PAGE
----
Westlaw Journals weekly round-up

October 22, 2014

Westlaw Journals Weekly RoundupSome highlights from the past week’s litigation news headlines over at the Westlaw Journals blog include a judge’s ruling that insurers owe no coverage for a lawsuit against their policyholder over stolen trade secrets; investor not bananas about Chiquita Brands buyout; and the 11th Circuit affirms woman’s 33-year prison sentence for fraud:

Stolen trade secrets not covered by insurers’ policies, judge rules: Two insurers had no duty to defend an Illinois cellular technology company against a suit alleging it stole trade secrets because their policies did not cover damage from theft of intellectual property, a federal judge has ruled. On Sept. 30 U.S. District Judge John J. Tharp Jr. of the Northern District of Illinois granted the insurers summary judgment, saying one policy specifically excluded any losses from misappropriation of trade secrets and the other policy’s terms did not cover loss of intellectual property.  (Insurance Coverage)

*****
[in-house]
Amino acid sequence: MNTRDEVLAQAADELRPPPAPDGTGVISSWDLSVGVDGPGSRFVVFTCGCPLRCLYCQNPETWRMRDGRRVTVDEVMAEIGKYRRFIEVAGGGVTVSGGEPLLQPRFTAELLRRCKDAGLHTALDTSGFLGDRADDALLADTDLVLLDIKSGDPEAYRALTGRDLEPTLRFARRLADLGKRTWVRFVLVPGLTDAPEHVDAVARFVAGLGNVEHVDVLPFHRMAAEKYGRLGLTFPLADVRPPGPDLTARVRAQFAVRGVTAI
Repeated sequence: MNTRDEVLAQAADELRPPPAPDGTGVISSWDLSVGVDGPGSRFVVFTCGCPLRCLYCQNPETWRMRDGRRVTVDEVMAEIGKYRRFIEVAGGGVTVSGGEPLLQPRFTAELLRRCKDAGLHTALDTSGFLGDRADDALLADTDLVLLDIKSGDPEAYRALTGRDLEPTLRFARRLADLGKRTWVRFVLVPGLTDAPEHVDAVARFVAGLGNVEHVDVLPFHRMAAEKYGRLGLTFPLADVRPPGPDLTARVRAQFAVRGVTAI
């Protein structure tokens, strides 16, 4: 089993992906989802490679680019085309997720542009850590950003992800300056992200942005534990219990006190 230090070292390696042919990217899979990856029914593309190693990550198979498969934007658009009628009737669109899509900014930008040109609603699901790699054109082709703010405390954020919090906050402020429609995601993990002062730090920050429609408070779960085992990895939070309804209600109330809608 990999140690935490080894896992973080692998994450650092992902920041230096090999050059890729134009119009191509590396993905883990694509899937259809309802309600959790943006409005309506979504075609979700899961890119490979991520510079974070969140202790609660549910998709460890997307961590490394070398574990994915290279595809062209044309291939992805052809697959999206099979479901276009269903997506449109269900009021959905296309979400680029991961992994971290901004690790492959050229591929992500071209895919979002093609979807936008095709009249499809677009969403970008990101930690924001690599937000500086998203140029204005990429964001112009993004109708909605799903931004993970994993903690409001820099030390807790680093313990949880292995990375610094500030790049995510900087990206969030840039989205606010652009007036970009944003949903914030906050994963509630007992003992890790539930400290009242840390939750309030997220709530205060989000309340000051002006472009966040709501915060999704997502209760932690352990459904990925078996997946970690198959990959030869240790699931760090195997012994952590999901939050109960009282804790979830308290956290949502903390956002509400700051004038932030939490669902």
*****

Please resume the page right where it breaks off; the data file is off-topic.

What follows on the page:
Investor not bananas about Chiquita Brands buyout: Directors of Chiquita Brands International Inc. allegedly breached their fiduciary duties to the company’s stockholders by agreeing to merge with Ireland’s Fyffes PLC at an unfair price when a higher, competing bid was on the table, an Oct. 7 lawsuit alleges. The City of Birmingham Firemen’s and Policemen’s Supplemental Pension System, a Chiquita shareholder, alleges the directors rushed negotiations with Fyffes because they were assured continued employment that was not guaranteed with the competing offer.  (Mergers & Acquisitions)

11th Circuit affirms woman’s 33-year prison sentence for fraud: Thirty-three years in prison is a reasonable sentence for a Miami woman guilty of organizing a multimillion-dollar fraud scheme with her husband, a panel of the 11th U.S. Circuit Court of Appeals has ruled. Marian Morgan’s sentence was substantively reasonable under the “totality of the circumstances” view required by Gall v. United States, 552 U.S. 38 (2007), and the factors outlined in 18 U.S.C. § 3553(a), including the need to protect the public, the panel said in an Oct. 6 opinion.  (White-Collar Crime)